Say so long to the swipe.
The MTA is phasing out the MetroCard in favor of a tap-based fare system similar to those found in London, San Francisco and Boston.
Instead of swiping and re-swiping (and sometimes swiping a third time) to get through a turnstile, subway riders will be able to tap a proprietary smart card, smartphone or bank card against a new fare reader, also called a “validator.”
The new contactless fare payment system will also be rolled out on the MTA’s buses.
Here is everything we know, so far, about the MetroCard’s phaseout, its replacement and more.
When will the MetroCard be phased out?
The MetroCard won’t be completely phased out until July 2023. A gradual phaseout of the card’s use is planned to start in May 2019, when the MTA’s tap-based replacement will be introduced along certain subway and bus routes.
How will the new fare system be rolled out?
The MTA will begin a slow rollout of the new contactless fare system in May 2019, beginning with stations along the 4, 5 and 6 lines between Grand Central-42nd Street and Atlantic Avenue-Barclays Center in Brooklyn, as well as all express and local bus routes on Staten Island.
The authority plans to launch the contactless system citywide in October 2020, but MetroCards will still be accepted until 2023.
What are the payment options for the new tap-based system?
In 2019, commuters will be able to use mobile wallets from Google, Samsung and Apple, as well as specific, contactless bank cards to pay for fares.
The MTA is expected to introduce its new proprietary smart card at drugstores and other retailers in February 2021. The cards will be stocked in MTA vending machines beginning in March 2022.
A new app that can be linked to riders’ bank accounts is being developed but there is no timeline for its launch.
The project, as of Monday’s MTA board meeting, is 6 percent complete and considered to be on schedule for completion by July 2023.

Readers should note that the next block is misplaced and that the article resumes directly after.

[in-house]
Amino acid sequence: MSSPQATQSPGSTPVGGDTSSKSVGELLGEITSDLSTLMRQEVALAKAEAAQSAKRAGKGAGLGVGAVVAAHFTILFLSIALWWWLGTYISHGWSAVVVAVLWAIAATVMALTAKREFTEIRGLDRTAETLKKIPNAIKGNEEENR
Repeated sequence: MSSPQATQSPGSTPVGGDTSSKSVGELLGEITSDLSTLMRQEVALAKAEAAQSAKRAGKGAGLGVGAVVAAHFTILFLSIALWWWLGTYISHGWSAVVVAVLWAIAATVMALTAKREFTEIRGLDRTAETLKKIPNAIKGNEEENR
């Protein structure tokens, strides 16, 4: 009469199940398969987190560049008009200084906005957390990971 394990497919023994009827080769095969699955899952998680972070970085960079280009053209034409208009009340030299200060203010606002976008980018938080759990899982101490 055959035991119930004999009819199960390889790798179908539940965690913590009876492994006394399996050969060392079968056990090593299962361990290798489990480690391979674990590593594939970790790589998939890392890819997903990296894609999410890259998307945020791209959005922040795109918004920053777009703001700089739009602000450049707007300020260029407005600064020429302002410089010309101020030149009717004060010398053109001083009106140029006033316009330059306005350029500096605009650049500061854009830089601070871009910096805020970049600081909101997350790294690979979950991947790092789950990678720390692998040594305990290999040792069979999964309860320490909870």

Does the MetroCard’s replacement have a different name?
It remains unclear if the MTA will introduce a new name along with the new technology. In October, when the new system was first announced, MTA chairman Joe Lhota said, “we’re not there yet.”
“I’m not going to be able to answer on that,” he added. “I know it’s not going to be the Joe Card.”
Who is the MTA working with to create the new fare system?
Cubic Transportation Systems, which also operates the MetroCard, is developing the new contactless system through a $573 million contract awarded by the MTA. The entire project is expected to cost $620 million.
Will there be any change in the fare structure under the tap-based system?
Transit advocates are pushing what’s known as “fare capping,” in which payments are no longer applied once a rider hits the cost of a weekly or monthly unlimited rate, arguing it’s more equitable for riders than the current system. It’s unclear, however, if the MTA board will consider changes in fare policy connected to the tap-and-go rollout.
Could the new system help improve service?
The new fare system could potentially lead to improvements for bus service. All-door bus boarding, which would reduce wait times at stops, has the support of the MTA but its board would have to vote on the new policy. In the meantime, the MTA plans to install validators at the front doors of Staten Island buses and wire the back doors so that the readers can be easily installed at a later time.